Skip to main content

Harold Elwood Seigfreid


This is my great grandfather, Harold Seigfreid.

Harold was born in Shickshinny, Luzerne County, Pennsylvania, USA on 5 May 1918 to Alonzo Elwood and Edna Mae Gensel Seigfreid.

On the 1920 census Harold is living with his parents and he is 1 year 5 months old.  They live in Foundryville, Briar Creek Township, Columbia County, Pennsylvania, USA.

On the 1930 census Harold is living in Philipstown, Putnam, New York, USA with is parents and he is 11 years old.  Also living in the household are his brothers Walter and William Seigfreid and his Aunt (his mother's sister) Myrtle Gensel Meeker with her husband Owen and daughter Mary.

In 1932 Harold leaves school; he is only 14 years of age.

In 1934 Harold started working in the mines.  He worked at the Stackhouse Coal Company in Shickshinny, Pennsylvania from 1934 to 1937; the Glen Alden Coal Company in Wilkes Barre, Pennsylvania from 1937 to 1941; the Salem Collieries in Shickshinny, Pennsylvania from 1945 to 1948.

On 27 Nov 1938 he marries Hazel Alice Killian; they have two sons Byron and Howard (my grandfather).

1918 - 1995

He also served in WWII serving with the U.S. Army in the 473rd Infantry in the Italian Campaign in the European Theater.  He was a Field Lineman laying  and maintaining permanent and semi-permanent field telephone communication systems.

Harold is in the first row, the second from the right.


He owned and operated a saw mill in Shickshinny Valley, Pennsylvania until 1980 when he retired.

I spent a lot of time with my great grandparents.  They lived out the road from us while I was growing up.  My sister and I would go there after school and we would all have dinner together.  On Sunday's we went to Sunday School and Church with them and on most Sunday's we would go out to eat.  They were there always no matter what!!  I miss them both very much!!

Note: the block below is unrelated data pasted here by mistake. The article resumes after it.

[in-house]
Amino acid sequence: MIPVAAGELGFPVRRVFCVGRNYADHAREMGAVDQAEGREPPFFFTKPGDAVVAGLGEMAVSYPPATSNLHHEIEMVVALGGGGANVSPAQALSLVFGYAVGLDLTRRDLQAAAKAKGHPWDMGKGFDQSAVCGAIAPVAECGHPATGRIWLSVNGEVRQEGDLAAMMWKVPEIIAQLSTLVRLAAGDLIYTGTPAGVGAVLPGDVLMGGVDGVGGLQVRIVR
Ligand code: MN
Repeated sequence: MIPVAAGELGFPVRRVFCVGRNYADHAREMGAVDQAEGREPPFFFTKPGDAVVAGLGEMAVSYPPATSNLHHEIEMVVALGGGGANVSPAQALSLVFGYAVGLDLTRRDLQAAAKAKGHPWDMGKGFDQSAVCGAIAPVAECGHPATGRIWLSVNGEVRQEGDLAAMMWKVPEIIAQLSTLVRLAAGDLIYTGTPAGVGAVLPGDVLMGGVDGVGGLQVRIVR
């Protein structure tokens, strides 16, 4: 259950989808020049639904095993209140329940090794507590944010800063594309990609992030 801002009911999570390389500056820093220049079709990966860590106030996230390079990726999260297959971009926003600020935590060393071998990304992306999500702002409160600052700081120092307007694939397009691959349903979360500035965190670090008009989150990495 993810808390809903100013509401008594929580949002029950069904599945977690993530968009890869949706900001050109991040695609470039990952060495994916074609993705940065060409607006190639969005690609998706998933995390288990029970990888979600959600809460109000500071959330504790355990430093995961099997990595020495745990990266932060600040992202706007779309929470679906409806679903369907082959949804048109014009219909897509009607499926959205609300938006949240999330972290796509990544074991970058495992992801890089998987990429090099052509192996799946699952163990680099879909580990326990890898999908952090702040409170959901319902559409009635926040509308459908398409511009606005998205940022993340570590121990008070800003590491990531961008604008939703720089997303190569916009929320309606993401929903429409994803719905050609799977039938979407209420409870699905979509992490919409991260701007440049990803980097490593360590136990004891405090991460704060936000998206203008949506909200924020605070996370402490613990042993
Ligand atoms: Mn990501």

Comments

Popular posts from this blog

US Marine Casualty Cards

Earlier this week I got my copy of Family Tree Magazine and I was reading an article that led me to  World War II History Network  and from there I found a link to an article about the United States Marine Corp making their casualty cards searchable.  You can find the database at  Casualty Cards Database. Fred Thomas, my husbands great uncle, was in WWII and in the Marines.  I searched the database and found : On the first page it states :  While the cards for World War II through Korea are not classified, however, they can often be very graphic.    Therefore, to maintain the dignity and honor of the Marines, the individual cards will only be released, upon request, on a case by case basis.    To request a card, please send an email to   history.division@usmc.mil   or a request in writting to: United States Marine Corps History Division Attn: Reference Branch 3078 Upshur Avenue Quantico, Virginia 22134 .    I immediately sent an email {about 12:30 am because

How I Use Evernote for My Genealogy.

NOTE: 2 Feb 2014 -- Link updated to shared notebook ______________________________________________________________________ Today I did a Google+ hangout on air about  Evernote for Genealogy .   Once I watched the video I saw that I was not a very good cameraman! Hopefully this will clear up any questions you may have. How I use Evernote for my genealogy. I use Evernote to store everything including my genealogy research. You want to use Evernote in a way that makes sense to you.  Tags, notebooks, no tags or no notebooks; do whatever works the best for you. Notebooks  (the  blue  box) Notebooks are sorted alphabetically so if there are notebooks you want at the top of your list you can use ! or @ or ~ in front of your notebook title.  In my image, for example, I have my INBOX notebook with an ! in front to keep this notebook at the top of the list.  I use a ~ to keep my GENEALOGY notebook stacks together.  I have an ARCHIVE notebook and in front of

Marine Casualty Card Database

While I was writing Top 10 Blog Posts for 2019 I discovered that my top post was US Marine Casualty Cards from 2014.  Wow!  {There is also an update to the original post here  where I show some more information that was sent to me.}  I went back to read the post and discovered that the links no longer work.  I did a little digging and found a link to the Casualty Card Database at the Marine Corps University website.  At this site you click on the war you want to search and download a searchable spreadsheet.  Once you locate your Marine you send an email to request the card.  There are also links to download information about what the codes mean on the cards. I also found that you can search the U.S. Marine Corps Casualty Index, 1940-1958 , at Ancestry.com.  It gives the casualty date, type, unit, and service number.  There is a link to go to another website from the Ancestry database but that link does not work. {I believe it is the same as the link from my original post